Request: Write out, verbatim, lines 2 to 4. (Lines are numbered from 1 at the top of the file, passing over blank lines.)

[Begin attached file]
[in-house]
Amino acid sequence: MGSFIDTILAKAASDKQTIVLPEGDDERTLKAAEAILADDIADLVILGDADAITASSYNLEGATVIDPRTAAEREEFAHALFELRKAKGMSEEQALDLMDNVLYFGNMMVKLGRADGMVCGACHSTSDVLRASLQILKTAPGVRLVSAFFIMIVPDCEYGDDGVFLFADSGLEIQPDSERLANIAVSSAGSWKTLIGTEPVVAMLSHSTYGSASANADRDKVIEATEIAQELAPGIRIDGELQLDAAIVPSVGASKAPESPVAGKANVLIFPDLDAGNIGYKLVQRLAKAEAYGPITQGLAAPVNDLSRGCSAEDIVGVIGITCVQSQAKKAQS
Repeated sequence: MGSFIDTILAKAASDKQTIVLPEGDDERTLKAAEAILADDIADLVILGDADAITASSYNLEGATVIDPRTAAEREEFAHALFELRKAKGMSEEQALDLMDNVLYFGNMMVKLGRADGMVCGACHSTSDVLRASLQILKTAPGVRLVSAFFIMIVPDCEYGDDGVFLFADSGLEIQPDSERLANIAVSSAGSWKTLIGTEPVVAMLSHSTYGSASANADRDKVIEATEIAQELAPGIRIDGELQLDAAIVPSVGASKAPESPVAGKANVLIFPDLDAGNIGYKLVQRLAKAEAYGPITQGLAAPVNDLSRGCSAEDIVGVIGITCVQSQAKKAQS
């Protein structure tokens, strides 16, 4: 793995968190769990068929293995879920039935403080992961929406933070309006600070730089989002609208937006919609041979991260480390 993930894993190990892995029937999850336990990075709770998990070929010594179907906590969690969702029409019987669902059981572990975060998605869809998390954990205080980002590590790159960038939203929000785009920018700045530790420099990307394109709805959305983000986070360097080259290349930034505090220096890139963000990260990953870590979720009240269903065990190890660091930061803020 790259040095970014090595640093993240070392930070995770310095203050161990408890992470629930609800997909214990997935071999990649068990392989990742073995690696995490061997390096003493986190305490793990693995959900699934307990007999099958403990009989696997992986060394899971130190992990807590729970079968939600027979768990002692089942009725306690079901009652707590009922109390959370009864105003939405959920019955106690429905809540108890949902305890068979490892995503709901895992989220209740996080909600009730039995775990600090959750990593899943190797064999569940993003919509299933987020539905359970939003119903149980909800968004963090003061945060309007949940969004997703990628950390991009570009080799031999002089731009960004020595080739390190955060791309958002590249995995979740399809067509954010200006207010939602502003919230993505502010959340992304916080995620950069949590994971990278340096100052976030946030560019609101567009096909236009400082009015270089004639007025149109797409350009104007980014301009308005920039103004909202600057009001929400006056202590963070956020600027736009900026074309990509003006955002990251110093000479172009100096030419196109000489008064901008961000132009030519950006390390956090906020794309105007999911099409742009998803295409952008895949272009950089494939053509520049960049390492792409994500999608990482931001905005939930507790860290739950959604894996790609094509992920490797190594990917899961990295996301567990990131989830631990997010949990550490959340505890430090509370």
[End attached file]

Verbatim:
Amino acid sequence: MGSFIDTILAKAASDKQTIVLPEGDDERTLKAAEAILADDIADLVILGDADAITASSYNLEGATVIDPRTAAEREEFAHALFELRKAKGMSEEQALDLMDNVLYFGNMMVKLGRADGMVCGACHSTSDVLRASLQILKTAPGVRLVSAFFIMIVPDCEYGDDGVFLFADSGLEIQPDSERLANIAVSSAGSWKTLIGTEPVVAMLSHSTYGSASANADRDKVIEATEIAQELAPGIRIDGELQLDAAIVPSVGASKAPESPVAGKANVLIFPDLDAGNIGYKLVQRLAKAEAYGPITQGLAAPVNDLSRGCSAEDIVGVIGITCVQSQAKKAQS
Repeated sequence: MGSFIDTILAKAASDKQTIVLPEGDDERTLKAAEAILADDIADLVILGDADAITASSYNLEGATVIDPRTAAEREEFAHALFELRKAKGMSEEQALDLMDNVLYFGNMMVKLGRADGMVCGACHSTSDVLRASLQILKTAPGVRLVSAFFIMIVPDCEYGDDGVFLFADSGLEIQPDSERLANIAVSSAGSWKTLIGTEPVVAMLSHSTYGSASANADRDKVIEATEIAQELAPGIRIDGELQLDAAIVPSVGASKAPESPVAGKANVLIFPDLDAGNIGYKLVQRLAKAEAYGPITQGLAAPVNDLSRGCSAEDIVGVIGITCVQSQAKKAQS
């Protein structure tokens, strides 16, 4: 793995968190769990068929293995879920039935403080992961929406933070309006600070730089989002609208937006919609041979991260480390 993930894993190990892995029937999850336990990075709770998990070929010594179907906590969690969702029409019987669902059981572990975060998605869809998390954990205080980002590590790159960038939203929000785009920018700045530790420099990307394109709805959305983000986070360097080259290349930034505090220096890139963000990260990953870590979720009240269903065990190890660091930061803020 790259040095970014090595640093993240070392930070995770310095203050161990408890992470629930609800997909214990997935071999990649068990392989990742073995690696995490061997390096003493986190305490793990693995959900699934307990007999099958403990009989696997992986060394899971130190992990807590729970079968939600027979768990002692089942009725306690079901009652707590009922109390959370009864105003939405959920019955106690429905809540108890949902305890068979490892995503709901895992989220209740996080909600009730039995775990600090959750990593899943190797064999569940993003919509299933987020539905359970939003119903149980909800968004963090003061945060309007949940969004997703990628950390991009570009080799031999002089731009960004020595080739390190955060791309958002590249995995979740399809067509954010200006207010939602502003919230993505502010959340992304916080995620950069949590994971990278340096100052976030946030560019609101567009096909236009400082009015270089004639007025149109797409350009104007980014301009308005920039103004909202600057009001929400006056202590963070956020600027736009900026074309990509003006955002990251110093000479172009100096030419196109000489008064901008961000132009030519950006390390956090906020794309105007999911099409742009998803295409952008895949272009950089494939053509520049960049390492792409994500999608990482931001905005939930507790860290739950959604894996790609094509992920490797190594990917899961990295996301567990990131989830631990997010949990550490959340505890430090509370």